Campaigners have called for a new prevention strategy to stop unnecessary suffering from drug deaths after new figures revealed that almost one thousand people were killed by substance abuse last year.
The figures, released by the National Records of Scotland, show that 934 people died due to drug-related causes in 2017, an eight per cent increase on 2016, and the third year in a row in which drugs deaths have reached a record high.
Despite a long standing drug strategy in Scotland, more than 10,000 people have died since records began in 1996. Campaigners point out that this is equivalent to the entire population of a town such as Fort William or Stranraer dying. The deaths have doubled in the last ten years.
Men accounted for 70 per cent of drug deaths in 2017 and the largest group affected were people aged 35-44, who accounted for 39 per cent of all deaths. There were 268 deaths in the 45-54 age group and 185 deaths amongst those aged 25-34.
Thirty six people aged 15-24 died and 64 deaths were of those aged 55-64. Deaths have previously been said by the Scottish Drugs Forum to disproportionately affect “the Trainspotting generation”.
Almost a third of deaths (280) were of people living in the Greater Glasgow and Clyde area, with 15 per cent happening in Lothian, 11 per cent in Lanarkshire and 10 per cent in Tayside.
Many of the deaths involved opiates such as heroin and methadone, which is widely used to treat those with a heroin addition. The use of methadone has been widely criticised.
Drug charities and leading politicians such as Alison Thewliss MP for Glasgow Central have argued for drug consumption rooms, where medical grade heroin could be administered, with medical support available. A range of alternative rehabilitation and treatment plans could also be offered.
However plans for a drug consumption room in Glasgow were blocked earlier this year. The Lord Advocate, Scotland’s senior law officer, stated that no exemption from the Misuse of Drugs Act 1971 could be made.
The figures showed that methadone was implicated in, or potentially contributed to, 439 deaths, while heroine and/or morphine were implicated in 470. Allowing for cross-over, 87 per cent of deaths involved heroin, morphine or methadone.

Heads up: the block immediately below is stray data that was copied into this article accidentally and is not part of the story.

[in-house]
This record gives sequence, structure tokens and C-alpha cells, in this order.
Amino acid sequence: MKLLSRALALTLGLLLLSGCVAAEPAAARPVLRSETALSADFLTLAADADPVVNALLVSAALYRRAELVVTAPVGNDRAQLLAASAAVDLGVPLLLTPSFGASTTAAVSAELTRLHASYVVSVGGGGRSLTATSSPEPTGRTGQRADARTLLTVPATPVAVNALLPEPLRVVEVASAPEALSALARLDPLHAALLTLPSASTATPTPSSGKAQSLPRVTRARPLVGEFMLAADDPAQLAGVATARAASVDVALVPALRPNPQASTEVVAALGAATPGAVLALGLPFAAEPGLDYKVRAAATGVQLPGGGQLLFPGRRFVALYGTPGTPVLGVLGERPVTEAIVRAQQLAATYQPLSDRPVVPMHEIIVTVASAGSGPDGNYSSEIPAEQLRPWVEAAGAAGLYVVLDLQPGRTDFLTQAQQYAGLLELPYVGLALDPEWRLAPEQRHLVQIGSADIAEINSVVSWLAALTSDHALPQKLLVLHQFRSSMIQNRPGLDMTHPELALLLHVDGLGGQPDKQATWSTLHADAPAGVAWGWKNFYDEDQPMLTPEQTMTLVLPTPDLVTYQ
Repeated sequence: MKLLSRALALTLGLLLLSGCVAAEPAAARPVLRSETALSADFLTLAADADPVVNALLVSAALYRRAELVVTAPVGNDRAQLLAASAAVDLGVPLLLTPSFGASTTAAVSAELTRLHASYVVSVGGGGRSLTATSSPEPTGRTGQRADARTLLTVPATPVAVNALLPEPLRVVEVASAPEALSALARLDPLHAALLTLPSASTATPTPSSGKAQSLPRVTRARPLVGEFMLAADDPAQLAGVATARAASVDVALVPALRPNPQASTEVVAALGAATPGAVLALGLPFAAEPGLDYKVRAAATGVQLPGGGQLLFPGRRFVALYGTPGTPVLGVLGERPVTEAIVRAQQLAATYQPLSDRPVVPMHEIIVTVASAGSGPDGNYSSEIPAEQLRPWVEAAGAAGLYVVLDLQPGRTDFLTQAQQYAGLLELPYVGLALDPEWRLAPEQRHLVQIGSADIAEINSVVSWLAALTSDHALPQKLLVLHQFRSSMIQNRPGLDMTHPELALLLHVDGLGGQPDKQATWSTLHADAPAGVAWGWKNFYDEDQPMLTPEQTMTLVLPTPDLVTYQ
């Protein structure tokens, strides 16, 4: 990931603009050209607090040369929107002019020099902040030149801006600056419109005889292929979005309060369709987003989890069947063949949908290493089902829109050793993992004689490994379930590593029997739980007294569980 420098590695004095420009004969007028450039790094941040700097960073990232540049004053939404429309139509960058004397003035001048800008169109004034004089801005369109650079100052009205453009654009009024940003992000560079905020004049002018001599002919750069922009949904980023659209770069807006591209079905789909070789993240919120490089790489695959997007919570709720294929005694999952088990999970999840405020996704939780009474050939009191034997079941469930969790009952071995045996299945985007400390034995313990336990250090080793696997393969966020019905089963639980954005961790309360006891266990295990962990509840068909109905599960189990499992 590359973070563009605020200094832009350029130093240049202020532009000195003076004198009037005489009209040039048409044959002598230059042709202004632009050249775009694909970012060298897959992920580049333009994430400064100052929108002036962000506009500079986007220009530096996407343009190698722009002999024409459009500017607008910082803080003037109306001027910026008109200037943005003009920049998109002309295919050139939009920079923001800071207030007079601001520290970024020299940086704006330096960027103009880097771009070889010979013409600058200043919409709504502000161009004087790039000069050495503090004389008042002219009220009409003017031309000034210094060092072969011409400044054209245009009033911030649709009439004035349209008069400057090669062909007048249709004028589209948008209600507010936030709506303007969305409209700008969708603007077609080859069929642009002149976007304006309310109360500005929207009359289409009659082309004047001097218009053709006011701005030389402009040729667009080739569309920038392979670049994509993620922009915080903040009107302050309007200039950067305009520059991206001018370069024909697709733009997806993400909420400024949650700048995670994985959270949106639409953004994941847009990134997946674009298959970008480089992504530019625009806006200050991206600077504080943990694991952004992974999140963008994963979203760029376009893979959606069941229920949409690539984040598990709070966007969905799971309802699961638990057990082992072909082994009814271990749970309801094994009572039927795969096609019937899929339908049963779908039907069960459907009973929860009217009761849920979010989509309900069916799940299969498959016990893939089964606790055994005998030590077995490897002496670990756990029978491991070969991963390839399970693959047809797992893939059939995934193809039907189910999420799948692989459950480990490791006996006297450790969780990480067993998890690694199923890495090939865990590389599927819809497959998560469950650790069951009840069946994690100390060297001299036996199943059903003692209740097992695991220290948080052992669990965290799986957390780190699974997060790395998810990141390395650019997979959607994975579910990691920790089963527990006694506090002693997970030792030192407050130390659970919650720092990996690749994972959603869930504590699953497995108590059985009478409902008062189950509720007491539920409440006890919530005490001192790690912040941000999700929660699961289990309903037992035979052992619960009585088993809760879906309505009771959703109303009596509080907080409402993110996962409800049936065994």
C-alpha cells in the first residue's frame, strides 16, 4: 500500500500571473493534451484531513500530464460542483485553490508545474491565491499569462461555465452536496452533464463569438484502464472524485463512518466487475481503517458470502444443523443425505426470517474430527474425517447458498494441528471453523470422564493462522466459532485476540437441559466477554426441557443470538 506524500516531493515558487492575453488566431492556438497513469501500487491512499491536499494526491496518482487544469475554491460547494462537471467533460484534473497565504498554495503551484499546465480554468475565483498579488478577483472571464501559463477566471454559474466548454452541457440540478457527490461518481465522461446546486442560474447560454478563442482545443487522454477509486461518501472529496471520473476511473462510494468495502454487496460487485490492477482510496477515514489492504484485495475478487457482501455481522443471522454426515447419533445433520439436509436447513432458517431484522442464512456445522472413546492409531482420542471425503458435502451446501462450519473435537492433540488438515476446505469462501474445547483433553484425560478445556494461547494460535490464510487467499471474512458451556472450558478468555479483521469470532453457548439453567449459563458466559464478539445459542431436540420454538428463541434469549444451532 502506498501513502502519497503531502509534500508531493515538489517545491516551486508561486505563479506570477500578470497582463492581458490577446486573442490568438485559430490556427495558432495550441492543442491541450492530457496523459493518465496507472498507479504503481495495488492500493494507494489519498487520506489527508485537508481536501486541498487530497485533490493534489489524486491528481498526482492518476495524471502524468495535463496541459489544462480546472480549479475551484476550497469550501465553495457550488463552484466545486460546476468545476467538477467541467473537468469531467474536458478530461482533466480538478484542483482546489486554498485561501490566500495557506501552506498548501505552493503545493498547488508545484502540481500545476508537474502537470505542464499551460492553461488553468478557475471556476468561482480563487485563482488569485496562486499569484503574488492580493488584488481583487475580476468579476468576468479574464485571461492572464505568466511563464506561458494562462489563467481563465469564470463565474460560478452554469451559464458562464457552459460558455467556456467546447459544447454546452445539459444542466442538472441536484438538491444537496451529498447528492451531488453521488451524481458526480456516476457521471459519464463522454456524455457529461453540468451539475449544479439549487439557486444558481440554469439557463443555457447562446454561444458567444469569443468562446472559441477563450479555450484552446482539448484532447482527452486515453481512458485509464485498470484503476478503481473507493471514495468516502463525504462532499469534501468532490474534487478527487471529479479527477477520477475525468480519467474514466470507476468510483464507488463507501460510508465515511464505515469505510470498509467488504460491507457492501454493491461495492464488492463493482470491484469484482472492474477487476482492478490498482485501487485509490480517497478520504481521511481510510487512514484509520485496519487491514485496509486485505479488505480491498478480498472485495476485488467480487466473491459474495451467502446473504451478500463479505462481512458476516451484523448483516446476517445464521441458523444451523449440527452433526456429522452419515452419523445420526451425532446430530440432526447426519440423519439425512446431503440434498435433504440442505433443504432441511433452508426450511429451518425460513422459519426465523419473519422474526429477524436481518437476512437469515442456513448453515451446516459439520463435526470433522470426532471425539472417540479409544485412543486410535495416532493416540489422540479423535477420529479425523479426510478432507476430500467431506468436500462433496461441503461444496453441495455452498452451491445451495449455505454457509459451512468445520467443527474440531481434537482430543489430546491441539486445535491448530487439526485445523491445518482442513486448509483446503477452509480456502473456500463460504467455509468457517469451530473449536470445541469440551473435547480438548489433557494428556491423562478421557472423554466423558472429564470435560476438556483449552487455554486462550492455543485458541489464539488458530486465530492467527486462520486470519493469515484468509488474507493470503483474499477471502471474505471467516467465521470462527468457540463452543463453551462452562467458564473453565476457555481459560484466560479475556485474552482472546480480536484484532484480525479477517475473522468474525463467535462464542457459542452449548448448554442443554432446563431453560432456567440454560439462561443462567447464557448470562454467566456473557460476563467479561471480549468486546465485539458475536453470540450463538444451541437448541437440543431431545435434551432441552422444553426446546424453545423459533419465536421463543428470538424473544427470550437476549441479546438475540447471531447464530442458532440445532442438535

Benzodiazepines – a street tranquilliser also known as benzos, vallies or blues – were implicated in 552 deaths. Police have previously issued warnings about the dangers of fake “street valium” which is cheap and readily available. Cocaine contributed to 19 per cent of deaths and ecstasy-type drugs about three per cent.
David Liddell, chief executive of the Scottish Drug Forum, said the figures painted a picture of “immeasurable loss”.
He added: “For each of the people who have died, there is a family – children, brothers and sisters, mothers and fathers – who are left to grieve and rebuild their lives.”
With Scots five times more likely to die from drugs than in a road traffic accident, far more must be done to prevent deaths, he argued. There should be a clear strategy focussed on saving lives rather than one dealing with the complex issue of substance misuse.
“That means making sure there is accessible high quality healthcare and support, like the rest of us are afforded when we are ill. That means removing people from the dangers of unregulated street drugs,” Liddell said.
“A new Scottish drugs strategy is due to be announced. Imagine it was based on the notion that people had the right to life, that we had a national strategy to prevent drug deaths as we currently do for deaths by suicide. Imagine that we could save more than 10,000 Scots suffering a bereavement next year.”
After several delays, the updated substance use strategy is due to be launched by the Scottish Government in the autumn, though it is focussed on substance misuse rather than on death prevention. The Ferret understands only a heavily edited version has been seen by stakeholders, making meaningful comment difficult.
Public health minister, Joe FitzPatrick, offered his “deepest condolences” to families and friends, describing each of the deaths as “a tragedy”. The updated drugs strategy would help “prevent others from experiencing similar heartbreak”, he said.
“This is in direct response to the changing drugs landscape, the continued rise in drug related deaths and the recognition that current services do not meet the needs of all the people who need support. The new strategy will take a person-centred approach so that treatment and support services address people’s wider health and social needs, such as mental health, employability and homelessness.”
John Finnie MSP, justice spokesperson for the Scottish Greens, and co-convenor of Holyrood’s Cross Party Group on Drug and Alcohol Misuse, said a radical re-think of the current drug strategy was needed.
“These figures are the strongest evidence yet that the Scottish Government needs to deliver a serious overhaul of its drugs strategy, rather than just refreshing an approach that is obviously failing or taking the doomed Tory approach of fighting a ‘war on drugs’ that only serves to further punish communities,” he added.
“We need a joined-up approach that focuses on individual circumstances such as housing, health and income – all of these factors relate to this growing tragedy. And we cannot shy away from a discussion on decriminalisation, as most drug use should be tackled as a public health issue rather than a crime.”